Ragnar Frisch - Nobel Prize Winner in Economics 1969
Beginning his economic career because the subject was quick and easy, Ragnar Frisch gradually developed a passion for the field that led to a Nobel Prize in Economics in 1969 for groundbreaking research and innovative economic thinking.
Ragnar Anton Kittil Frisch was born 3 March 1895 in Oslo. Intending to be a jeweller like his father, young Frisch became an apprentice at the David Andersen jewellery firm. While an apprentice, he studied economics, because, according to him, that was the "shortest and easiest course of study" at the University of Oslo.
He earned his cand.oecon degree in 1919 and one year later, after completing his jeweller’s apprenticeship, he went abroad to continue his studies in economics and mathematics. In 1926 he became an associate professor at the University of Oslo and earned his Ph.D. In 1931 Frisch was appointed professor and the following year he founded the Department of Economics at the University of Oslo. A gift from the Rockefeller Foundation financed the new department, which was initially devoted completely to research.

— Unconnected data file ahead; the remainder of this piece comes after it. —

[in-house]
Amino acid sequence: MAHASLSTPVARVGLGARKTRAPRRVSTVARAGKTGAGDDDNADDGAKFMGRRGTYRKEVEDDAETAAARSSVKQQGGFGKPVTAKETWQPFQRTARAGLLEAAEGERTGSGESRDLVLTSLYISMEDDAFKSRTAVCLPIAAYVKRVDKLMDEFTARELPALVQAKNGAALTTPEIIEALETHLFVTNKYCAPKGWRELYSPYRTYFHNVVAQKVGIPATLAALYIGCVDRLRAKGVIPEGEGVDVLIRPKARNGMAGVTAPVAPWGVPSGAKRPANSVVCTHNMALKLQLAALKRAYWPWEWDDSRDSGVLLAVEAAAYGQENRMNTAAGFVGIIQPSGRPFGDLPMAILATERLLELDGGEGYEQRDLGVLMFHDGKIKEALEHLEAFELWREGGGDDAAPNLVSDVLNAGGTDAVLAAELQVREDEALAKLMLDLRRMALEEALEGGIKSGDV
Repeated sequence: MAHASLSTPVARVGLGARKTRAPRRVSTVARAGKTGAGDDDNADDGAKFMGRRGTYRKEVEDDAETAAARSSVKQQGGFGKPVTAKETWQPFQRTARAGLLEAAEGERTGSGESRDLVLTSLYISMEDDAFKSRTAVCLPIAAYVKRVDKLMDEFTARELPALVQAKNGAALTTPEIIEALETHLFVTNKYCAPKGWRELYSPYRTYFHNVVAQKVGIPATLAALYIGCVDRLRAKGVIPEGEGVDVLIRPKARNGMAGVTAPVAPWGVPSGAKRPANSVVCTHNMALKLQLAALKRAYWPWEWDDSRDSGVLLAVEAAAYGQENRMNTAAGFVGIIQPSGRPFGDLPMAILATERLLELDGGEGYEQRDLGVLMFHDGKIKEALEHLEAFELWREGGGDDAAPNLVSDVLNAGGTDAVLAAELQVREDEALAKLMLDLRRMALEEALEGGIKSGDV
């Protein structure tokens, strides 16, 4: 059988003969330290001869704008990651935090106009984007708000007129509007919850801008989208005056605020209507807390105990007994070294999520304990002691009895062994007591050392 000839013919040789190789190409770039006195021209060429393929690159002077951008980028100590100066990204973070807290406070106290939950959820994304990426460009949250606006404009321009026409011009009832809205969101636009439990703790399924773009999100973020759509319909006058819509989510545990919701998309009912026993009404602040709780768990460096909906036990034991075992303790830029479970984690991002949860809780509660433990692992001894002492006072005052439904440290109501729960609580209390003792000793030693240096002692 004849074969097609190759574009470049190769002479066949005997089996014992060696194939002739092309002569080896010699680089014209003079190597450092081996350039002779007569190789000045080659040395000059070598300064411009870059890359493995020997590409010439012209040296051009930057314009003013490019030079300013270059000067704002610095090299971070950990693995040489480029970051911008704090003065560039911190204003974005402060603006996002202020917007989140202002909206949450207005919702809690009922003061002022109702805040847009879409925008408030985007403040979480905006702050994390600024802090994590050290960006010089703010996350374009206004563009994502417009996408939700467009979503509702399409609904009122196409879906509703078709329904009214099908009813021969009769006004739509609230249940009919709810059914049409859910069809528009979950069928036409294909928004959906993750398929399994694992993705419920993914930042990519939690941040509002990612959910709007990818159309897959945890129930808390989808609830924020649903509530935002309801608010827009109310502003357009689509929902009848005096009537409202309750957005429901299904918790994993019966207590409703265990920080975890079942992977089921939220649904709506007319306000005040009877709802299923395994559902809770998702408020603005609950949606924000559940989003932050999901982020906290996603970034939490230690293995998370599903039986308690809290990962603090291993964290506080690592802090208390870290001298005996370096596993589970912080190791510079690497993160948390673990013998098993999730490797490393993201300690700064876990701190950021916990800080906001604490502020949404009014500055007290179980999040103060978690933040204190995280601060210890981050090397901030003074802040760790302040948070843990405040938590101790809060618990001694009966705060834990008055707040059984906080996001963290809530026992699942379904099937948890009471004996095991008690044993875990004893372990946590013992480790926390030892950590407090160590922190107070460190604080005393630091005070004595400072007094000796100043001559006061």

Ragnar Frisch delivered a substantial number of groundbreaking articles on econometrics, for which he was awarded the very first Nobel Prize in economics, which he shared with Dutchman Jan Tinbergen. During the Depression in the 1930s, Frisch was one of the first economists to endorse a proactive economic policy: increase demand by raising the level of government activity and hence public spending.
During World War II, Frisch developed new methods of setting up national accounts, and those methods were applied to the first Norwegian national budget after the war. Later, he worked as an economics expert in various developing countries, including extensive tours in India and Egypt.
Ragnar Frisch died in 1973.